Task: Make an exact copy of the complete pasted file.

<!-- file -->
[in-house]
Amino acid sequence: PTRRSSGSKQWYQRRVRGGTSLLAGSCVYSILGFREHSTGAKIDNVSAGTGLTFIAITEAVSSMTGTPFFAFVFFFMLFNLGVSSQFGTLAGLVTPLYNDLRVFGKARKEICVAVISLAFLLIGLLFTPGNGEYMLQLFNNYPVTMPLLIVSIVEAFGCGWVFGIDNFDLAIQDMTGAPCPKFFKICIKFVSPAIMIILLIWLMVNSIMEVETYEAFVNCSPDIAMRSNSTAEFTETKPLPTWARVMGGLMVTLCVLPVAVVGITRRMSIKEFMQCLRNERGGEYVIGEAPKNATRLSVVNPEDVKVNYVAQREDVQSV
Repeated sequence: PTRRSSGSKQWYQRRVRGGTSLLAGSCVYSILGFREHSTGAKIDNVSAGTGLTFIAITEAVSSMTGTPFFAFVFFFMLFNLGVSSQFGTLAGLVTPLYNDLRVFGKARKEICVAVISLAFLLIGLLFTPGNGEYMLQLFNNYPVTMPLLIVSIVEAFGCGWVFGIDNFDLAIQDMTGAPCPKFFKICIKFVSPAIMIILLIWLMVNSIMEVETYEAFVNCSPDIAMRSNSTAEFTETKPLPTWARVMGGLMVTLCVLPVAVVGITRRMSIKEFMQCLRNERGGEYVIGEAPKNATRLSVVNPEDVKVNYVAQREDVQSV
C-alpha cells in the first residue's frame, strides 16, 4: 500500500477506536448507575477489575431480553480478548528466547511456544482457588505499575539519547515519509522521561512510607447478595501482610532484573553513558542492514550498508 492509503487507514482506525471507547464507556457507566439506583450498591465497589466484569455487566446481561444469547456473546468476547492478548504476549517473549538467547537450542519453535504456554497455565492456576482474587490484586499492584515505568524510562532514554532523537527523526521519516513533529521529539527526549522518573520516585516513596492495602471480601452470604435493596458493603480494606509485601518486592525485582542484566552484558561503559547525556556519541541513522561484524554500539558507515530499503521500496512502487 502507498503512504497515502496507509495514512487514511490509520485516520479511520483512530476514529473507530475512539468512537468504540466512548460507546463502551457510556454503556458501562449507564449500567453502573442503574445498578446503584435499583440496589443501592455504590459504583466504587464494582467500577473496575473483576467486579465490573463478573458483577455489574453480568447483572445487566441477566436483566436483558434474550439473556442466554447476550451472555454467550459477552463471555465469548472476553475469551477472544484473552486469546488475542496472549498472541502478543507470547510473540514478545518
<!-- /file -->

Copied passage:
[in-house]
Amino acid sequence: PTRRSSGSKQWYQRRVRGGTSLLAGSCVYSILGFREHSTGAKIDNVSAGTGLTFIAITEAVSSMTGTPFFAFVFFFMLFNLGVSSQFGTLAGLVTPLYNDLRVFGKARKEICVAVISLAFLLIGLLFTPGNGEYMLQLFNNYPVTMPLLIVSIVEAFGCGWVFGIDNFDLAIQDMTGAPCPKFFKICIKFVSPAIMIILLIWLMVNSIMEVETYEAFVNCSPDIAMRSNSTAEFTETKPLPTWARVMGGLMVTLCVLPVAVVGITRRMSIKEFMQCLRNERGGEYVIGEAPKNATRLSVVNPEDVKVNYVAQREDVQSV
Repeated sequence: PTRRSSGSKQWYQRRVRGGTSLLAGSCVYSILGFREHSTGAKIDNVSAGTGLTFIAITEAVSSMTGTPFFAFVFFFMLFNLGVSSQFGTLAGLVTPLYNDLRVFGKARKEICVAVISLAFLLIGLLFTPGNGEYMLQLFNNYPVTMPLLIVSIVEAFGCGWVFGIDNFDLAIQDMTGAPCPKFFKICIKFVSPAIMIILLIWLMVNSIMEVETYEAFVNCSPDIAMRSNSTAEFTETKPLPTWARVMGGLMVTLCVLPVAVVGITRRMSIKEFMQCLRNERGGEYVIGEAPKNATRLSVVNPEDVKVNYVAQREDVQSV
C-alpha cells in the first residue's frame, strides 16, 4: 500500500477506536448507575477489575431480553480478548528466547511456544482457588505499575539519547515519509522521561512510607447478595501482610532484573553513558542492514550498508 492509503487507514482506525471507547464507556457507566439506583450498591465497589466484569455487566446481561444469547456473546468476547492478548504476549517473549538467547537450542519453535504456554497455565492456576482474587490484586499492584515505568524510562532514554532523537527523526521519516513533529521529539527526549522518573520516585516513596492495602471480601452470604435493596458493603480494606509485601518486592525485582542484566552484558561503559547525556556519541541513522561484524554500539558507515530499503521500496512502487 502507498503512504497515502496507509495514512487514511490509520485516520479511520483512530476514529473507530475512539468512537468504540466512548460507546463502551457510556454503556458501562449507564449500567453502573442503574445498578446503584435499583440496589443501592455504590459504583466504587464494582467500577473496575473483576467486579465490573463478573458483577455489574453480568447483572445487566441477566436483566436483558434474550439473556442466554447476550451472555454467550459477552463471555465469548472476553475469551477472544484473552486469546488475542496472549498472541502478543507470547510473540514478545518